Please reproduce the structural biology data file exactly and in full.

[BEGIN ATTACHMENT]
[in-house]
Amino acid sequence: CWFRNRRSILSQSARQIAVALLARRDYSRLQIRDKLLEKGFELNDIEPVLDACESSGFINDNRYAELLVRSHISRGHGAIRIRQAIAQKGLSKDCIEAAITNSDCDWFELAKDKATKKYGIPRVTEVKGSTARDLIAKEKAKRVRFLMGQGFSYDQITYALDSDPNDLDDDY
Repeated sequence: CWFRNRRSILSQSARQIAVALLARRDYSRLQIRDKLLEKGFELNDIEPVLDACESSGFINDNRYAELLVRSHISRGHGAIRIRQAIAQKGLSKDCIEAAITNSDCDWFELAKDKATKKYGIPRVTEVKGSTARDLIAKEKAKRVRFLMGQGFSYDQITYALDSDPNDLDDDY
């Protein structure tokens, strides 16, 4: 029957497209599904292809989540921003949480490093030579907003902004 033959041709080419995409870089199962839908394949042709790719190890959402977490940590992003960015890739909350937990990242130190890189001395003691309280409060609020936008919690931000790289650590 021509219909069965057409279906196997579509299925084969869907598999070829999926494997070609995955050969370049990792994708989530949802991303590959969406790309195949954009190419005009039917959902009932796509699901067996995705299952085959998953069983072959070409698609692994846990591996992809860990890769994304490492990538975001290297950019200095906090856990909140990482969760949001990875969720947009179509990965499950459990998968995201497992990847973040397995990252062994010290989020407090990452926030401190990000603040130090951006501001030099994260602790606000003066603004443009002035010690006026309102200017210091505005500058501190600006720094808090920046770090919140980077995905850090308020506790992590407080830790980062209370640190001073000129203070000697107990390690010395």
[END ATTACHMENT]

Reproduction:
[in-house]
Amino acid sequence: CWFRNRRSILSQSARQIAVALLARRDYSRLQIRDKLLEKGFELNDIEPVLDACESSGFINDNRYAELLVRSHISRGHGAIRIRQAIAQKGLSKDCIEAAITNSDCDWFELAKDKATKKYGIPRVTEVKGSTARDLIAKEKAKRVRFLMGQGFSYDQITYALDSDPNDLDDDY
Repeated sequence: CWFRNRRSILSQSARQIAVALLARRDYSRLQIRDKLLEKGFELNDIEPVLDACESSGFINDNRYAELLVRSHISRGHGAIRIRQAIAQKGLSKDCIEAAITNSDCDWFELAKDKATKKYGIPRVTEVKGSTARDLIAKEKAKRVRFLMGQGFSYDQITYALDSDPNDLDDDY
């Protein structure tokens, strides 16, 4: 029957497209599904292809989540921003949480490093030579907003902004 033959041709080419995409870089199962839908394949042709790719190890959402977490940590992003960015890739909350937990990242130190890189001395003691309280409060609020936008919690931000790289650590 021509219909069965057409279906196997579509299925084969869907598999070829999926494997070609995955050969370049990792994708989530949802991303590959969406790309195949954009190419005009039917959902009932796509699901067996995705299952085959998953069983072959070409698609692994846990591996992809860990890769994304490492990538975001290297950019200095906090856990909140990482969760949001990875969720947009179509990965499950459990998968995201497992990847973040397995990252062994010290989020407090990452926030401190990000603040130090951006501001030099994260602790606000003066603004443009002035010690006026309102200017210091505005500058501190600006720094808090920046770090919140980077995905850090308020506790992590407080830790980062209370640190001073000129203070000697107990390690010395």